Only reasonable suspicion is required to temporarily detain a suspect for questioning. LSA-C.Cr.P. art. 215.1.

Since defendant matched the description of the robber, and he was running close to the scene of the crime, reasonable cause existed to make an investigatory stop. Kenner's violent reaction to the stop provided additional grounds to suspect his involvement in the crime.

A warrantless arrest must be based on the arresting officer's reasonable belief that the person to be arrested has committed or is committing an offense. LSA-C.Cr.P. art. 218; State v. Phillips, 347 So. 2d 206 (La., 1977). Although defendant was not formally arrested until after he was identified by the victims, he was in fact arrested when he was initially detained and placed in the police car in handcuffs by the officers. LSA-C.Cr.P. art. 201. Probable cause existed for his arrest at that time.

This assignment of error lacks merit.


Since these assignments were not briefed by defendant, they will be considered abandoned. State v. Bennett, 345 So. 2d 1129 (La., 1977); State v. Blanton, 325 So. 2d 586 (La., 1976).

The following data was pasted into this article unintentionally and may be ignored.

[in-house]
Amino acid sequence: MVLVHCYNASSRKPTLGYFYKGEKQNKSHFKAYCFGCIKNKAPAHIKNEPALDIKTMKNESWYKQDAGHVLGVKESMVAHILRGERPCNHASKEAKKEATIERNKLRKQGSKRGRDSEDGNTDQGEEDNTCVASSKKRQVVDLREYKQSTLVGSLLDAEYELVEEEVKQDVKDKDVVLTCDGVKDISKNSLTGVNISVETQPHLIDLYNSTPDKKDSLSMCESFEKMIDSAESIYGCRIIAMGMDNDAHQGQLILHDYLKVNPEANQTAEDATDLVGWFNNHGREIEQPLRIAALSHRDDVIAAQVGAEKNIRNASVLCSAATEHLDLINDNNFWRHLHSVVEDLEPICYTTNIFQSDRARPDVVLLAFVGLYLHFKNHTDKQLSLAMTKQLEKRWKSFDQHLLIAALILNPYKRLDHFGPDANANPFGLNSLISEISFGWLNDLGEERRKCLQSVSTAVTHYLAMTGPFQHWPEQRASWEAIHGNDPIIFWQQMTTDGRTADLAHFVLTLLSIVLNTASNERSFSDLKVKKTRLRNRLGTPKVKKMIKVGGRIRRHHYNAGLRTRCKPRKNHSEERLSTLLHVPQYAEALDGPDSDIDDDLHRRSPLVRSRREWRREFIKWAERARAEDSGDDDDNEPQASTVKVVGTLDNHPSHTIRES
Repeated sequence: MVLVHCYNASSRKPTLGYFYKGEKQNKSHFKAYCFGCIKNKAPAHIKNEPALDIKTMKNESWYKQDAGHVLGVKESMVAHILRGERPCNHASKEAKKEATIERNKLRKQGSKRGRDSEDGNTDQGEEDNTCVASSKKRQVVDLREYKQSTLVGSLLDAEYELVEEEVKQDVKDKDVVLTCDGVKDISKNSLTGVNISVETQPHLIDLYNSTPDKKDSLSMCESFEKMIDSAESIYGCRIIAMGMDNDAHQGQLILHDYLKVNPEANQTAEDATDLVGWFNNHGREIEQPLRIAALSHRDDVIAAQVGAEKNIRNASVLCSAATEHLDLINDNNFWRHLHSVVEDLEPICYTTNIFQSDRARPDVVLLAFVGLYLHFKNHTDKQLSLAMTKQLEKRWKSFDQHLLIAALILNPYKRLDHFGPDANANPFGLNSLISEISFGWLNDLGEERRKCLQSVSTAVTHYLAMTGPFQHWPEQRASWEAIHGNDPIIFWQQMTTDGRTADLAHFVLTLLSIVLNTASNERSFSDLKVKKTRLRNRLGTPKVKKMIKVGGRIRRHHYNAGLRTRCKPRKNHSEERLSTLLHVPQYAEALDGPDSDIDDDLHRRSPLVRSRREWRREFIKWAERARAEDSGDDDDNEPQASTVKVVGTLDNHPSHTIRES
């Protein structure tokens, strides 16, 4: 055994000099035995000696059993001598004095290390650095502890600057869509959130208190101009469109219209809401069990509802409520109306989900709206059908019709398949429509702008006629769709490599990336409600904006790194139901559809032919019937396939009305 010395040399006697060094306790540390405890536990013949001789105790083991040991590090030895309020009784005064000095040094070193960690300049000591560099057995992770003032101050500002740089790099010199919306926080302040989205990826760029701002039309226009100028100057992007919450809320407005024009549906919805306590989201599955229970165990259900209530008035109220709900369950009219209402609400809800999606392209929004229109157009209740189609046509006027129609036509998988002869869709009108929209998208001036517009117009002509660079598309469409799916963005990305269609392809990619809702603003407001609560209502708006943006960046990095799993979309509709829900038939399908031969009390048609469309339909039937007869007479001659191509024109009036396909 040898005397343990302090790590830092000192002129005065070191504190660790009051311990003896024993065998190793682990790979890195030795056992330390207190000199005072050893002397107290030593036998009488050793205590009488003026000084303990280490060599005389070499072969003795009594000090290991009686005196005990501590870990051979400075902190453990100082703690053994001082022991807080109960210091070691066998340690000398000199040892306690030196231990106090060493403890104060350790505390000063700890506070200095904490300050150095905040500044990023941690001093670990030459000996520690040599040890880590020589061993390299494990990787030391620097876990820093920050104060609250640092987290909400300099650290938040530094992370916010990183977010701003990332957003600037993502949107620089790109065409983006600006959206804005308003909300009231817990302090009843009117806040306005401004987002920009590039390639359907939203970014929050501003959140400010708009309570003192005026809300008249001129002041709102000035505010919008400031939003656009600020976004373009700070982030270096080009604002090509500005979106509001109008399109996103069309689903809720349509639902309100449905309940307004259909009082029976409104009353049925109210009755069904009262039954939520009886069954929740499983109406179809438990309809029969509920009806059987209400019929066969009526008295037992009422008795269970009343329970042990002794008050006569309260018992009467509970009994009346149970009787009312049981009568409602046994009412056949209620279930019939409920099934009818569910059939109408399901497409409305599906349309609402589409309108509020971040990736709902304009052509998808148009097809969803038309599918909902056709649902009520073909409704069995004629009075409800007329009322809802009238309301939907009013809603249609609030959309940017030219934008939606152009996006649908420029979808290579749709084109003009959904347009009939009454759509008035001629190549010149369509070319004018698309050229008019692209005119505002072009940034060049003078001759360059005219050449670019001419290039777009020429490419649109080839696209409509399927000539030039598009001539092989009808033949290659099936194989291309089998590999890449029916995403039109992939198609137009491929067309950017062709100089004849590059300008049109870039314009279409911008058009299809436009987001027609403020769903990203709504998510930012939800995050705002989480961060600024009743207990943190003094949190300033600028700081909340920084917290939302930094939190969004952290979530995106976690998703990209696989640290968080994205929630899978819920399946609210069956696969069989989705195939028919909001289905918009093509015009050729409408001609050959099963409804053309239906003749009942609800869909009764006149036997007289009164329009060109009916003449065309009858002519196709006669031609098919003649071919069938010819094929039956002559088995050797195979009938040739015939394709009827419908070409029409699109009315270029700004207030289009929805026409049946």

This assignment contends there was error in failing to grant a motion for new trial based on a no evidence contention. It merely relies on the other assignments for the claim that the evidence and the identification were inadmissible and is without merit.


Defendant contends that the sentence imposed was excessive and unconstitutionally harsh, constituting cruel and unusual punishment. It is argued that the trial court failed to properly consider the sentencing guidelines of LSA-C.Cr.P. art. 894.1.

Defendant was convicted of two counts of armed robbery. Because of a prior conviction for attempted simple burglary, with a three year sentence, he was adjudicated an habitual offender. LSA-R.S. 15:529.1 A(1). Upon a first conviction for armed robbery, defendant could have received a sentence of imprisonment at hard labor for not less than five years and not more than ninety-nine years. LSA-R.S. 14:64 B. Under the habitual offender law, LSA-R.S. 15:529.1 A(1), defendant received the maximum sentence which could have been imposed, 198 years at hard labor, twice the maximum term for an armed robbery conviction.

LSA-C.Cr.P. art. 894.1, requires that a trial judge state the considerations and the factual basis for a sentence. When the reasons for an apparently severe sentence do not appear in the record, a sentence can be vacated and the case remanded for resentencing. State v. Cox, 369 So. 2d 118 (La., 1979); State v. Jackson, 360 So. 2d 842 (La., 1978); State v. Scarborough, 359 So. 2d 982 (La., 1978); State v. Sepulvado, 359 So. 2d 137 (La., 1978).

A review of this sentencing hearing transcript shows only the following comments by the court relative to the sentence: